The Challenges of Art Search
At last week's Museum Computer Network annual conference, Matthew Israel, Director of The Art Genome Project, co-chaired a panel (with Emily Lytle-Painter from the J. Paul Getty Museum) on the subject of art search.
The panel was titled "How to Discover Art? On the Current State, Hardships, and Potential of Art Search" and also included presentations by Dustin Wees of ARTstor and Adrian Cooper from Keepthinking. The entire panel (slides and audio) can be seen as of today via YouTube.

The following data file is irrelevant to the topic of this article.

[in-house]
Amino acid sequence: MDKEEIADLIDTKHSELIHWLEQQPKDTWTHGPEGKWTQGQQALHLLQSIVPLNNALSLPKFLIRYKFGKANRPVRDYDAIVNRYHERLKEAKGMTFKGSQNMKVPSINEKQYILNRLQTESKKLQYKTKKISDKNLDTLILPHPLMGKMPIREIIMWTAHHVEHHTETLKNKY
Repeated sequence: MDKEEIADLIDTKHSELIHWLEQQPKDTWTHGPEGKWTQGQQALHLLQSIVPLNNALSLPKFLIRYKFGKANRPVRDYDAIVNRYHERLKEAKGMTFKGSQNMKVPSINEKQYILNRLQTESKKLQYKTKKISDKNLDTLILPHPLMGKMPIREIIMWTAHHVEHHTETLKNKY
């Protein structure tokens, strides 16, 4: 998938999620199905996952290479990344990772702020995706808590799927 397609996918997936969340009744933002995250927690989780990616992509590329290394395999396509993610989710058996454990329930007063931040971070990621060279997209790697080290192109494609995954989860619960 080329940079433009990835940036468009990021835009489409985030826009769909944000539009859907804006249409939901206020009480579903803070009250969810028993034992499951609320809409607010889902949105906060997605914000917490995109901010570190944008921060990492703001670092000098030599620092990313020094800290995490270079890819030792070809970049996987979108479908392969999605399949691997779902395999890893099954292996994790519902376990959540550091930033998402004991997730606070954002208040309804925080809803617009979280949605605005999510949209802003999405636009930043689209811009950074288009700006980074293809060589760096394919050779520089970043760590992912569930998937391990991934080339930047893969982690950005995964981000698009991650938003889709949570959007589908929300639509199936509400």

The panel sought to bring together representatives from traditional and non-traditional art institutions working on the challenge of art search, in all of its variations. Presentations focused on projects seeking to move beyond traditional art search terms, based solely on tombstone data, to make art more easily discoverable and accessible. Subjects included new visual and similarity search technologies; the challenge of finding works with no author or minimal tombstone data; the concept of access versus education; categorization projects such as large-scale tagging projects and taxonomies; the line between objective and subjective/interpretive search terminology; the hierarchy of meaning (the museum voice versus users' needs and expectations); the role of emotional and sensory reactions in search; the role of user-generated stories and experiences in museum education based on artists and objects; user expectations; crowdsourcing search terminology and user preferences; and what users want to be able to search for and with, versus what the museum wants or is able to create.